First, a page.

Four stories in one day to remind us why we need judges

We are going to need a strong judiciary in these dying years of New Labour. Four events reported today remind us how contemptuous Government has become of those who elect it.

The Government announced plans to exempt MPs from a requirement to detail their expenses. The Treasury announced that it would not be hurrying to compensate those who lost their pensions in Equitable Life. The Government said that Heathrow Airport is to be extended without Parliamentary debate. And John Mortimer, fierce fighter for individual liberty, died. I do not suppose there was in fact a connection between this last event and the other three, but it is easy to see one.

The announcement about MP’s expenses shows direct contempt for the law. The story begins with a Freedom of Information request for a detailed breakdown of the expenses claims of 14 MPs. The request was not complied with and the House of Commons clocked up £150,000 fighting to keep secret the sums which we spend on the lifestyle of those we elect to represent us. The High Court upheld the FoI request and ordered disclosure of the details, and the Commons said they would comply. They dragged their feet, complaining of the cost of compliance, and meanwhile refused further FoI requests on the basis that all details would be published by October.

Today’s announcement severely limits the amount of information which will in fact be published and merely increases the headings under which information will be provided. The change is introduced by statutory instrument which means effectively that Parliament is changing the law to grant itself an exemption from the Freedom of Information Act, and spitting in the eye both of the judge who ordered publication and the public whose money its members pocket with such abandon.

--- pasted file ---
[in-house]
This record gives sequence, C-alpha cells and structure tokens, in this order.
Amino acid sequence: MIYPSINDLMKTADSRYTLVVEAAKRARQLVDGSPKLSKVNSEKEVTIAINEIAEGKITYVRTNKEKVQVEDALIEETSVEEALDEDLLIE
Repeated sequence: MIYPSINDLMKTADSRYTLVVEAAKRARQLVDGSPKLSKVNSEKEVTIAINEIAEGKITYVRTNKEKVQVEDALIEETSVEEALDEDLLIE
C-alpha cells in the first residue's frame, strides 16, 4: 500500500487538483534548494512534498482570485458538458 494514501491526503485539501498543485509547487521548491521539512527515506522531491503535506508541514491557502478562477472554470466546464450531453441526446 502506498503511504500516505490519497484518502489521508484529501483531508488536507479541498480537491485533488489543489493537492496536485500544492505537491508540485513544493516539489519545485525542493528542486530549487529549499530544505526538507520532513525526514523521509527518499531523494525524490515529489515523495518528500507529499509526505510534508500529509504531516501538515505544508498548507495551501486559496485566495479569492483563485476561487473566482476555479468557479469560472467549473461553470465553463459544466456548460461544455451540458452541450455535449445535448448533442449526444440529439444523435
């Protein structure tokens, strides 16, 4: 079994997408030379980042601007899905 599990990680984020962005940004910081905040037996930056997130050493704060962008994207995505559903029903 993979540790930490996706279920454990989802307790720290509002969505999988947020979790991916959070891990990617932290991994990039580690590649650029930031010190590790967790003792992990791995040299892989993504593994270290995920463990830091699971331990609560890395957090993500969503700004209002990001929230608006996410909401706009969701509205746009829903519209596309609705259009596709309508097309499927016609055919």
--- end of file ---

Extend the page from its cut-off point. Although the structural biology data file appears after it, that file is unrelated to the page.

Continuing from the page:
Even while the Government was announcing that Commons pigs could keep their noses in the public trough in secrecy, the Treasury was announcing a scheme designed to ensure that many of those who lost money in Equitable Life would die before they saw any compensation for their losses. They did not put it quite like that, of course. Just as Harriet Harman had sold the expenses cover-up as greater transparency, Treasury Minister Yvette Cooper, whilst apologising for the regulatory failures (some of them anyway) and maladministration which lost Equitable policyholders their money eight years ago, outlined a compensation scheme so cumbersome that it will take years for any money to reach the victims. Even then, it will effectively be means-tested – a concept which is irrelevant to the losses which policyholders suffered.

The government has rejected most of the recommendations made by the Ombudsman – as with the High Court order about MP’s expenses, the Government simply ignores what it does not like. Twenty odd years ago, Gordon Brown fought fiercely for compensation for victims of the Barlow Clowes scandal. His famed moral compass has taken a change of direction since then.